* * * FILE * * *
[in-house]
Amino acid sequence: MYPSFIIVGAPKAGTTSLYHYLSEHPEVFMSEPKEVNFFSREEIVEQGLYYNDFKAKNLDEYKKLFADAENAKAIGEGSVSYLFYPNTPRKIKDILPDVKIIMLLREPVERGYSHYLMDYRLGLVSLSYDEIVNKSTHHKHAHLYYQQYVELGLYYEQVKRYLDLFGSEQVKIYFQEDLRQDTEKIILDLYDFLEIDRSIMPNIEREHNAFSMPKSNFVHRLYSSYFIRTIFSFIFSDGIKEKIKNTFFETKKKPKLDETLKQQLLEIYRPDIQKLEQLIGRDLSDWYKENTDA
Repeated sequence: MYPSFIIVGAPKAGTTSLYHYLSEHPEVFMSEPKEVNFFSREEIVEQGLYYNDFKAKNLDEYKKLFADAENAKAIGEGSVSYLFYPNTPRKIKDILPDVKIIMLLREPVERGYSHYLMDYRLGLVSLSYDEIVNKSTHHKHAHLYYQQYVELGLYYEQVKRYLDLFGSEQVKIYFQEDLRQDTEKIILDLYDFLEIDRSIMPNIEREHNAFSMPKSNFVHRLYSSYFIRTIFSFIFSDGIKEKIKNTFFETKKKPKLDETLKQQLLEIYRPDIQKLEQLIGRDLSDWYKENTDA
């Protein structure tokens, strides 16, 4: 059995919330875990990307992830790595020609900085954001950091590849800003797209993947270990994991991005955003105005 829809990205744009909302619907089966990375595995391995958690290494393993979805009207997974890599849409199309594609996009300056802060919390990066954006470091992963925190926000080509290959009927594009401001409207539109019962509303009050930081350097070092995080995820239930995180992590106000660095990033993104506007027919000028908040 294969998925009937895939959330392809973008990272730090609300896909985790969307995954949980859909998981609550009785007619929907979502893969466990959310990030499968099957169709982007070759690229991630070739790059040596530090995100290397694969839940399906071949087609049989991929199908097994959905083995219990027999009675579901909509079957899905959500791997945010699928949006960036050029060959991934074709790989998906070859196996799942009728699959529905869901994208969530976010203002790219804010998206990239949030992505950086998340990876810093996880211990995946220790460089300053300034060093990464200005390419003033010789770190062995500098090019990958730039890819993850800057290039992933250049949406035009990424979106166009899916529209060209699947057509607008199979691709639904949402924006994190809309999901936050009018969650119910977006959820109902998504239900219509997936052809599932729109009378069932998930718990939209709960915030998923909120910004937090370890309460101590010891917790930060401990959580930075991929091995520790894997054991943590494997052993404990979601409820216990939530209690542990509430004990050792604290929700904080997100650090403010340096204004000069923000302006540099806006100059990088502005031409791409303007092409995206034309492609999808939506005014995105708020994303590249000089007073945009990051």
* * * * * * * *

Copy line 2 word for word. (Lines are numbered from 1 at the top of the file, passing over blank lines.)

Amino acid sequence: MYPSFIIVGAPKAGTTSLYHYLSEHPEVFMSEPKEVNFFSREEIVEQGLYYNDFKAKNLDEYKKLFADAENAKAIGEGSVSYLFYPNTPRKIKDILPDVKIIMLLREPVERGYSHYLMDYRLGLVSLSYDEIVNKSTHHKHAHLYYQQYVELGLYYEQVKRYLDLFGSEQVKIYFQEDLRQDTEKIILDLYDFLEIDRSIMPNIEREHNAFSMPKSNFVHRLYSSYFIRTIFSFIFSDGIKEKIKNTFFETKKKPKLDETLKQQLLEIYRPDIQKLEQLIGRDLSDWYKENTDA